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Micing a Harmonica

Discussion in 'Sound, Music, and Intercom' started by lieperjp, Oct 6, 2008.

  1. lieperjp

    lieperjp Well-Known Member

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    Does anyone have a suggestion for micing a Harmonica without buying a special harmonica mic? Later this week I'm recording a guitar/harmonica duet for some friends and need to figure out how to get a good sound from the harmonica.

    I have this available to me:

    2 Audio-Technica 4033a condenser mics (I would prefer not to have to use these, even though they are the best recording mics we have.)

    2 Beyer Dynamic MC86N(C)S Shotgun Mics

    Various SM94s (4 of these), SM81s (4). SM58s (8), and SM57s (7).

    I will be mixing on a Behringer Eurorack UB2443FX-Pro.

    Any suggestions? I was thinking I would be using two SM81s on the guitar. I was almost thinking that I would use the two shotguns perpendicular to the floor a foot above and a foot in front of the Harmonica, but I'm not sure how shotgun mics work in situations like that.

    Also, any specific EQ notes that apply to most harmonica situations?
     
  2. howlingwolf487

    howlingwolf487 Active Member

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    I can see the weak link in this signal chain...

    Anyways, moving on...

    I would use both an SM81 and an A/T 4033 on the acoustic guitar. I'm assuming it's an acoustic guitar, but you don't mention if it actually is or isn't.

    You can place the A/T 4033 near the soundhole or similar so that it picks up the body of the guitar. The SM81 should be used to pick up the strings and finger picking/movements.

    You might also want to consider recording the guitar in stereo using an X-Y or Mid-Side configuration. That would get really nice results if done properly.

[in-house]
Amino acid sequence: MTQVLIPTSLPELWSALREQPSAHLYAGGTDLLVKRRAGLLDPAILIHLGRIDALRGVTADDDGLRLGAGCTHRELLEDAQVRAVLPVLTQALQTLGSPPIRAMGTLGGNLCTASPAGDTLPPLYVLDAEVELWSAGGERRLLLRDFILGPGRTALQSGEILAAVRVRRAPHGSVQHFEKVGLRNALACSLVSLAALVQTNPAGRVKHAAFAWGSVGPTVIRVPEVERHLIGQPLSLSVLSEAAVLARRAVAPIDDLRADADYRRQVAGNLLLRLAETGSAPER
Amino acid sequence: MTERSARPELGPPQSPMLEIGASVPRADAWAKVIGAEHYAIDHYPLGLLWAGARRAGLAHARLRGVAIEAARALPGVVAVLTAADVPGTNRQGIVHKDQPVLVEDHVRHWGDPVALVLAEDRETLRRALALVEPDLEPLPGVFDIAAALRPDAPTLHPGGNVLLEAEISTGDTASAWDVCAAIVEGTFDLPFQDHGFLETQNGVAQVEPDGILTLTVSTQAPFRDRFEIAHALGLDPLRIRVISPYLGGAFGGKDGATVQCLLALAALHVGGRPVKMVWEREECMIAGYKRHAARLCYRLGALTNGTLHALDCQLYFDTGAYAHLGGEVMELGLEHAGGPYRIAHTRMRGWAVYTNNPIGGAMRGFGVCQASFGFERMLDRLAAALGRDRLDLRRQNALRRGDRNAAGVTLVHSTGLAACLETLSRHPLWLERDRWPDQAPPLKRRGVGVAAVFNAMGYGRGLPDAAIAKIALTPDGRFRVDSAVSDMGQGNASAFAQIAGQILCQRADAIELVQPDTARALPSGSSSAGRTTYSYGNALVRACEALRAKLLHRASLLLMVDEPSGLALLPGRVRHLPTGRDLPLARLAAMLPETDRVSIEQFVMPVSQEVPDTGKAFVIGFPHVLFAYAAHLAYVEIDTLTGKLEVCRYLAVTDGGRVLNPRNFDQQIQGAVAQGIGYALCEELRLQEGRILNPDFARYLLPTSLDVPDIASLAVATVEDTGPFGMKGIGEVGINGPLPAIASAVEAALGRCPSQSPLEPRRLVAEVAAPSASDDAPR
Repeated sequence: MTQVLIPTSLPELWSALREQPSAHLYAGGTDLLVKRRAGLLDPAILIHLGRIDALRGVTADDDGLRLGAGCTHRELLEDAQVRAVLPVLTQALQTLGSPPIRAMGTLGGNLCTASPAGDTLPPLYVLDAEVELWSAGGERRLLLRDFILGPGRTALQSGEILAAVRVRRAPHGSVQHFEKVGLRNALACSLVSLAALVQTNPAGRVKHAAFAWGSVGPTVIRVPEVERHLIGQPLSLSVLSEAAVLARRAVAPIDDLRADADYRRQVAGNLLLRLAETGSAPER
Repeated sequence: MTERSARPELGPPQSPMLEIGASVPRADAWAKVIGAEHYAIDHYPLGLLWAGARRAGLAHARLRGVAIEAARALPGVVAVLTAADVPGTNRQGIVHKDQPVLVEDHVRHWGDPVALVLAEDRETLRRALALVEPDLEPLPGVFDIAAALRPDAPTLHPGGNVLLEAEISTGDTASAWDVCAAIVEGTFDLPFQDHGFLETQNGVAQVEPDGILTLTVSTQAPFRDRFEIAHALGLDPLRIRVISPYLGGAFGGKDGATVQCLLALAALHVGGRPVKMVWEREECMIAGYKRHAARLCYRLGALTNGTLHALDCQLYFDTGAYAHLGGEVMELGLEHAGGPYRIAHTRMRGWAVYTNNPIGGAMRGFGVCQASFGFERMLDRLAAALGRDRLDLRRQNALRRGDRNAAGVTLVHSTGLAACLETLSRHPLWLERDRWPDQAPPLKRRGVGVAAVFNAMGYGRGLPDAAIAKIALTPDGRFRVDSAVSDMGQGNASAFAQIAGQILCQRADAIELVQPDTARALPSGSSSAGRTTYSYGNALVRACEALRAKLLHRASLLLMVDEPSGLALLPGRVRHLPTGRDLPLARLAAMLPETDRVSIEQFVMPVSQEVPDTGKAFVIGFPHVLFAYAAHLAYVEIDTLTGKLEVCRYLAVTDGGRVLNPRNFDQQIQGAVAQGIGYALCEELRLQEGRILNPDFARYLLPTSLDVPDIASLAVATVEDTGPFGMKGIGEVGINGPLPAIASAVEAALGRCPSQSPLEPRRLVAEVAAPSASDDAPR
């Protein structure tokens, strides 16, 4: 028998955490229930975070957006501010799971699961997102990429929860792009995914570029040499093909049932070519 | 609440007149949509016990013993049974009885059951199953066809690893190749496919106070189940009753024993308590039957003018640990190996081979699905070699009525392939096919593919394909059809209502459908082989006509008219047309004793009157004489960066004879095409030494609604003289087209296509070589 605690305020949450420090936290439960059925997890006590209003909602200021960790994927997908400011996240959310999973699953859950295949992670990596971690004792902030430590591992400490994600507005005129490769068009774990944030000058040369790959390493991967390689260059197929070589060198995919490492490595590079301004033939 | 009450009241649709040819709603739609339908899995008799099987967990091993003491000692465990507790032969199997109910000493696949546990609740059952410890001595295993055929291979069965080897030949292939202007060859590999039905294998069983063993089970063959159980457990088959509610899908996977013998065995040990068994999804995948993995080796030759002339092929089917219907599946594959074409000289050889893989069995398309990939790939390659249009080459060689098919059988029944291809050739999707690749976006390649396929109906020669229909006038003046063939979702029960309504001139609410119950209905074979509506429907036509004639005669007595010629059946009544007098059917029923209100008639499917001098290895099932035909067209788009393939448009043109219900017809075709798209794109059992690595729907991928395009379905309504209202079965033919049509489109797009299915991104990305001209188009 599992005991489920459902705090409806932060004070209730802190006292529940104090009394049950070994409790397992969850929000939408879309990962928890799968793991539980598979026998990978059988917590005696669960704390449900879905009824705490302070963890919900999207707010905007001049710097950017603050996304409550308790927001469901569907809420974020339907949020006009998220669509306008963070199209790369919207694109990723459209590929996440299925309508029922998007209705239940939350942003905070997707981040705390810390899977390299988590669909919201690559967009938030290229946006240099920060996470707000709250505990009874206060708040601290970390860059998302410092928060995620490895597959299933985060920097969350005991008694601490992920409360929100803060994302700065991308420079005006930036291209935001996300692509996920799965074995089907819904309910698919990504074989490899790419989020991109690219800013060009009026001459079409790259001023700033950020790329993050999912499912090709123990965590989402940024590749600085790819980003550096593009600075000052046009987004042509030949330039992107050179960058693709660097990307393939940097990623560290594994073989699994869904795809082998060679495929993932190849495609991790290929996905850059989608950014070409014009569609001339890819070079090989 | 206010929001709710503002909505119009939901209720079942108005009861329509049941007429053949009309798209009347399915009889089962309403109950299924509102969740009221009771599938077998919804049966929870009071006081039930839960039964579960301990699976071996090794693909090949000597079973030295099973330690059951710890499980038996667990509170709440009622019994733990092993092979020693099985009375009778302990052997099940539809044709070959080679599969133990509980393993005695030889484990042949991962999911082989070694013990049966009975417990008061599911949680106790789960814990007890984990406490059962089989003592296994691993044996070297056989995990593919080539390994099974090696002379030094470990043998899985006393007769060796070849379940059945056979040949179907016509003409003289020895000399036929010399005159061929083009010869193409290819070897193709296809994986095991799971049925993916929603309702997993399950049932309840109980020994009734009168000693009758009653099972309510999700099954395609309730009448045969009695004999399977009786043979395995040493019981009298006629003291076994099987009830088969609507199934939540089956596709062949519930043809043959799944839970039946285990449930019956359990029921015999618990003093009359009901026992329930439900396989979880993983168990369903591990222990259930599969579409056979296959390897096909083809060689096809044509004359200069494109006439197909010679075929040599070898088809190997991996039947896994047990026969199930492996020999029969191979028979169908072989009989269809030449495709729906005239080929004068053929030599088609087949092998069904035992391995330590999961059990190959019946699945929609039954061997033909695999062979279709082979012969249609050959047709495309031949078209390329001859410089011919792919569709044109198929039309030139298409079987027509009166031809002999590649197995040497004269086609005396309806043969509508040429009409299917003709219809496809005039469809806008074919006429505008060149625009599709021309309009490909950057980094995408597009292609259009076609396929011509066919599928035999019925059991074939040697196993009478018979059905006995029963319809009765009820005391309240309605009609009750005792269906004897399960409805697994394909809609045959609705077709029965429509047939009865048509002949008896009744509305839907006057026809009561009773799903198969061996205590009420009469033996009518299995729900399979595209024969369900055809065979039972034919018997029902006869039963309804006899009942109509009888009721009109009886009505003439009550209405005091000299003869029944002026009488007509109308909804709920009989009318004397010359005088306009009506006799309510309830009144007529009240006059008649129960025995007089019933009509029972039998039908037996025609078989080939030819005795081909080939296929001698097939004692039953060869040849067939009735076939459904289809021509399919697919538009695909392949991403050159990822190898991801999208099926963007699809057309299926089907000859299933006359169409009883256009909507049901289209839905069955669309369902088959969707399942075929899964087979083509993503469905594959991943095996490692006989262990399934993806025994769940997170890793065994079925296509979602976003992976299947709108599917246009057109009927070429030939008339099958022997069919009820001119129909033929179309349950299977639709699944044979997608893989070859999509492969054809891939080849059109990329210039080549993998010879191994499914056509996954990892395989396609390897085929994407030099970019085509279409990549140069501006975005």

As for the harmonica, throw a 57 on it and let the person playing it work the mic. You migh have to EQ out breath noise, but it should be fine.

    If you want my REAL advice, I would say experiment with all of them and see what sounds best to you and the people you are doing the recording for.

    Make sure you have some decent headphones and reference monitors to hear what you are recording/editing.

    All the best!
     
  3. Pip

    Pip Active Member

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    Yeah, if you don't feel like trying all of what you have, I'd go with the 58.
     
  4. lieperjp

    lieperjp Well-Known Member

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    Yup... I know... I'm to lazy to pull out our 32-channel Mackie for 4-5 mics. It's not working properly, anyway... This is the only other board that's not a powered mixer that has the sweepable mids, so hence my decision.

    Yes, it is an acoustic. I think I know what you mean by mid-side configuration, but can you explain a little more?

    I will do some experimentation. Thanks for the help!!!
     
  5. howlingwolf487

    howlingwolf487 Active Member

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    Check out DPA Microphone's Microphone University for a bunch of great reading on stereo techniques and a whole lot more.

    As I look at the A/T 4033, I see now that it is a fixed cardioid pattern. In order to record using a Mid-Side Technique, you need a microphone capable of a figure-8 pickup pattern.

    I think that an X-Y technique using the 2 SM81's would do nicely and you can use one of the 4033's as a room mic to add in the natural ambiance of the recording space (if you want that, that is).
     
  6. DaveySimps

    DaveySimps CBMod CB Mods Premium Member

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    I would use a SM58. They are great in dealing with the unique sound of the instrument. I have had issues with some condensor mics sounding too harsh. Definately play with placement of the mic.

    ~Dave
     
  7. rwhealey

    rwhealey Active Member

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    Probably not what you're thinking about, but check out this Who video:

    [media]http://www.youtube.com/watch?v=hKUBTX9kKEo[/media]

    at about 4:02. That would be an SM58 or a direct descendant- the Who have always used Shure mics.
     
  8. Dillon

    Dillon Active Member

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    Ditto for the '58 on the harmonica. Let the player practice through the mic for a while, though. Playing through a mic is quite different than playing acoustically.
     

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